I've have configured the resource governor for cpu, memory, and IO. I have my dbcc db checks running under a pool and workload that only allows 10% of memory and cpu, and only 100 IOPS. I have also been tracking it as it happens and it looks like it is working just fine. Limiting things the way I would expect. However, it seems to be affecting other pools and workloads at the IO level. Each db mdf and ldf sit on a netapp san, on their own volume. There doesn't seem to be any io contention on the netapp side. I wouldn't expect the IO governor to affect other things like this. What should I be looking at to fix this? The wait type on the dbcc is pagelatch_sh. I also see plenty of pagelatch_up and _ex for the other jobs that end up taking longer than normal.

  • Shouldn't you be seeing Resource Governor wait types if it really is throttling workloads? Did you do anything to cause more load?
    – usr
    Commented Dec 28, 2014 at 22:11
  • Can you define the wait types for resource governors?
    – HunterX3
    Commented Dec 28, 2014 at 22:36
  • 1
    Where does tempdb sit on storage?
    – user507
    Commented Dec 29, 2014 at 4:10
  • The tempdb mdf and ldf have seperate volumes and luns on our netapp. Basically each mdf has its own volume and lun, and each ldf has its own volume and lun.
    – HunterX3
    Commented Dec 29, 2014 at 12:24
  • From what I've seen there are no specific wait types for when the resource governors kick in. I've seen just lots more pagelatch_sh and _ex types.
    – HunterX3
    Commented Dec 29, 2014 at 14:24

1 Answer 1


Do you know what pages are getting the latches? DBCC heavily uses tempdb as @ShawnMelton was alluding. Have you considered that tempdb contention could be the source of your pagelatches? You should be able to investigate that with sp_whoisactive if you aren't already. How many data files do you have for tempdb? It sounds like you've only got one, try bumping it up to 4 and increase in intervals of 4 as needed, though 8 is often enough for most systems and many suggest starting with that number of data files. You'll also want to ensure the files are equally sized. You can also look at this post which has lots of info and links to reduce the impact of dbcc including a post from Paul Randall on running DBCC on a VLDB which might be helpful.

  • I've split them in the past at two, but will 4 or 8 really help? Currently, the tempdb files are sitting on a san, in their own vol and lun that is spread across 55 disks. It seems to me that the workload would be split plenty already.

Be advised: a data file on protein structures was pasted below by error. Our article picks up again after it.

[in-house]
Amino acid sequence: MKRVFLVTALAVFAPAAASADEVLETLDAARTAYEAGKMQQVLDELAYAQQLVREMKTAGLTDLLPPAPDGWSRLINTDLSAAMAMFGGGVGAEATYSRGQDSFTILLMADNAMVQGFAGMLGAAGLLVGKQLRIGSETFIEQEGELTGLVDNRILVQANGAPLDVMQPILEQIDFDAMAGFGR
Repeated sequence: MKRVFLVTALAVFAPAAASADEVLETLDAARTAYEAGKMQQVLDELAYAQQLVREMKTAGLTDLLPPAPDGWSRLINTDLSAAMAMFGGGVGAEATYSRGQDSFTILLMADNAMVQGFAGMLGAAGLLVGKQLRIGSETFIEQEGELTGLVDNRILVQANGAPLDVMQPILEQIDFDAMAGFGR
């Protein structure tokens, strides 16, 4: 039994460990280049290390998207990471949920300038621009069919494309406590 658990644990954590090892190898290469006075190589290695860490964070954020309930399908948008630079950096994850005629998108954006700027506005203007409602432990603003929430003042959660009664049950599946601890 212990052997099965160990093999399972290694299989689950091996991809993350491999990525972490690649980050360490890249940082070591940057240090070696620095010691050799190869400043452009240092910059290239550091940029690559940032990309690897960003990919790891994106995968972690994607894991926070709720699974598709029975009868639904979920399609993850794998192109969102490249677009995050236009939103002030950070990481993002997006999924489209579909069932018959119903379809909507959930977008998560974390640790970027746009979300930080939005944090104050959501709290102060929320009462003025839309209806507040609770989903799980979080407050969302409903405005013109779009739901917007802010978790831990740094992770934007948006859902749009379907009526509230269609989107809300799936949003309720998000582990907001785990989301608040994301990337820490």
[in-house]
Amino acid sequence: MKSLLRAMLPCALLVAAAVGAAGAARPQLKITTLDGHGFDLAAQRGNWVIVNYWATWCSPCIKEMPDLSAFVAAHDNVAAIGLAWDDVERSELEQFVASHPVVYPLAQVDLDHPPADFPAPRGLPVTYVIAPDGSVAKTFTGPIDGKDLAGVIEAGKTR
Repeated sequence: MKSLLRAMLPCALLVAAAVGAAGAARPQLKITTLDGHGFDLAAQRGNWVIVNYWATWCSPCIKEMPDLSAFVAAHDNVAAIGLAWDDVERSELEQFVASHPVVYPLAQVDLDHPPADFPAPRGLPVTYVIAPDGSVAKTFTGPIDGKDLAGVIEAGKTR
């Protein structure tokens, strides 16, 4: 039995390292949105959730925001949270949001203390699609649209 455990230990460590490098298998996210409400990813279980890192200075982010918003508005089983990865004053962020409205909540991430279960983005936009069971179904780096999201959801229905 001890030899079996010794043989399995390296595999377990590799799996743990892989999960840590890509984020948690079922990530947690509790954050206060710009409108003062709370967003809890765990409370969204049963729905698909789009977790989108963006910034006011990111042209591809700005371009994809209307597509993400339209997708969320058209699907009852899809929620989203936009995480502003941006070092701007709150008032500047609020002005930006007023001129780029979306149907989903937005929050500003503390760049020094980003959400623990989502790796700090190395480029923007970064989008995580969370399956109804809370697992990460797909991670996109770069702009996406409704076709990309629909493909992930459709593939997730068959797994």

– HunterX3
    Commented Dec 29, 2014 at 16:22
  • 1
    Each new file creates a new set of allocation map pages that can be used by the waiting transactions. This post explains it better. It allows the workload to be spread across the files/pages. You aren't getting PAGEIOLATCH* waits, you are getting PAGELATCH* waits so the IO subsystem isn't explicitly your bottleneck here, these pages are almost certainly cached in memory already but only one thread can update the page at a time. More data files = more pages to get cached and addressed. Commented Dec 29, 2014 at 16:41
  • Thanks for the info. I'll bump it to 8 to start. I'll report the results in a week or so.
    – HunterX3
    Commented Dec 29, 2014 at 17:15
  • I split the tempdb mdf into 8 files. It didn't seem to help the issue in any noticeable way. Im still seeing plenty of PageIOLatch_SH when doing UpdateStatistics on our largest db. Even though this is io governed, it seems to affect the other jobs in other pools and workloads.
    – HunterX3
    Commented Jan 8, 2015 at 15:04
  • 1
    The governor is there to help prioritize your workload when resources come under contention. I think I worded the other response poorly. If you are dividing the workload on this one database into multiple pools, you are effectively prolonging the latching and contention because the throttled processes must keep their latches for longer periods of time since they are constrained. It sounds like you might want to revisit your classifier function if that is a problem. Just because you can limit IOPS doesn't mean you always should...try turning that off or bumping up your limit. Commented Jan 8, 2015 at 21:49

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